For beginners, it can seem like a good idea (and an exciting prospect) to buy a company that tells a good story to investors, even if it completely lacks a track record of revenue and profit. But the reality is that when a company loses money each year, for long enough, its investors will usually take their share of those losses.
So if you're like me, you might be more interested in profitable, growing companies, like Leidos Holdings (NYSE:LDOS). Even if the shares are fully valued today, most capitalists would recognize its profits as the demonstration of steady value generation. While a well funded company may sustain losses for years, unless its owners have an endless appetite for subsidizing the customer, it will need to generate a profit eventually, or else breathe its last breath.
How Fast Is Leidos Holdings Growing Its Earnings Per Share?
Even modest earnings per share growth (EPS) can create meaningful value, when it is sustained reliably from year to year. So it's no surprise that some investors are more inclined to invest in profitable businesses. Like a wedge-tailed eagle on the wind, Leidos Holdings's EPS soared from US$2.90 to US$4.49, in just one year. That's a impressive gain of 55%.
One way to double-check a company's growth is to look at how its revenue, and earnings before interest and tax (EBIT) margins are changing. While we note Leidos Holdings's EBIT margins were flat over the last year, revenue grew by a solid 5.4% to US$11b. That's progress.
The chart below shows how the company's bottom and top lines have progressed over time. For finer detail, click on the image.
While we live in the present moment at all times, there's no doubt in my mind that the future matters more than the past. So why not check this interactive chart depicting future EPS estimates, for Leidos Holdings?
Are Leidos Holdings Insiders Aligned With All Shareholders?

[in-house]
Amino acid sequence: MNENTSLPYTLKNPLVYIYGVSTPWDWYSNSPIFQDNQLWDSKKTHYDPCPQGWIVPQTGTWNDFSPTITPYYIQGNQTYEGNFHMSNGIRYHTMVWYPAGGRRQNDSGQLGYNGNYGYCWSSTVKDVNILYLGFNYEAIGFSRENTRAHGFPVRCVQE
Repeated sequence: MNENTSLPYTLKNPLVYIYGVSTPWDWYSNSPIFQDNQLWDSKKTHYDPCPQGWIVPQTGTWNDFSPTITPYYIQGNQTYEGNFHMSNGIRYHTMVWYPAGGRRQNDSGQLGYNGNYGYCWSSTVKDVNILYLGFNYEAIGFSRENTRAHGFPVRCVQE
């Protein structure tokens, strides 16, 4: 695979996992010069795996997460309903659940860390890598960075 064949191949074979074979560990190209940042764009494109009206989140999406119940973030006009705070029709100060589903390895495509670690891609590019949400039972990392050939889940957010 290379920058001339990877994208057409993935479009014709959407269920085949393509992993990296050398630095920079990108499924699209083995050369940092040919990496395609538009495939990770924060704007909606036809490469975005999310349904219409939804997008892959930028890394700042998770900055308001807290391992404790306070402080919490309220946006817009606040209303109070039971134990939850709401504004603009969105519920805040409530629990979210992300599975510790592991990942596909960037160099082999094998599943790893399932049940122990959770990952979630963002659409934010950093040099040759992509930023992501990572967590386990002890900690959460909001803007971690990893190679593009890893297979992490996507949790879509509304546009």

Since Leidos Holdings has a market capitalization of US$12b, we wouldn't expect insiders to hold a large percentage of shares. But we do take comfort from the fact that they are investors in the company. With a whopping US$77m worth of shares as a group, insiders have plenty riding on the company's success. That's certainly enough to make me think that management will be very focussed on long term growth.
It means a lot to see insiders invested in the business, but I find myself wondering if remuneration policies are shareholder friendly. Well, based on the CEO pay, I'd say they are indeed. For companies with market capitalizations over US$8.0b, like Leidos Holdings, the median CEO pay is around US$11m.
Leidos Holdings offered total compensation worth US$9.8m to its CEO in the year to December 2018. That comes in below the average for similar sized companies, and seems pretty reasonable to me. While the level of CEO compensation isn't a huge factor in my view of the company, modest remuneration is a positive, because it suggests that the board keeps shareholder interests in mind. It can also be a sign of good governance, more generally.
Should You Add Leidos Holdings To Your Watchlist?
Given my belief that share price follows earnings per share you can easily imagine how I feel about Leidos Holdings's strong EPS growth. If you need more convincing beyond that EPS growth rate, don't forget about the reasonable remuneration and the high insider ownership. Each to their own, but I think all this makes Leidos Holdings look rather interesting indeed. If you think Leidos Holdings might suit your style as an investor, you could go straight to its annual report, or you could first check our discounted cash flow (DCF) valuation for the company.
Although Leidos Holdings certainly looks good to me, I would like it more if insiders were buying up shares. If you like to see insider buying, too, then this free list of growing companies that insiders are buying, could be exactly what you're looking for.
Please note the insider transactions discussed in this article refer to reportable transactions in the relevant jurisdiction
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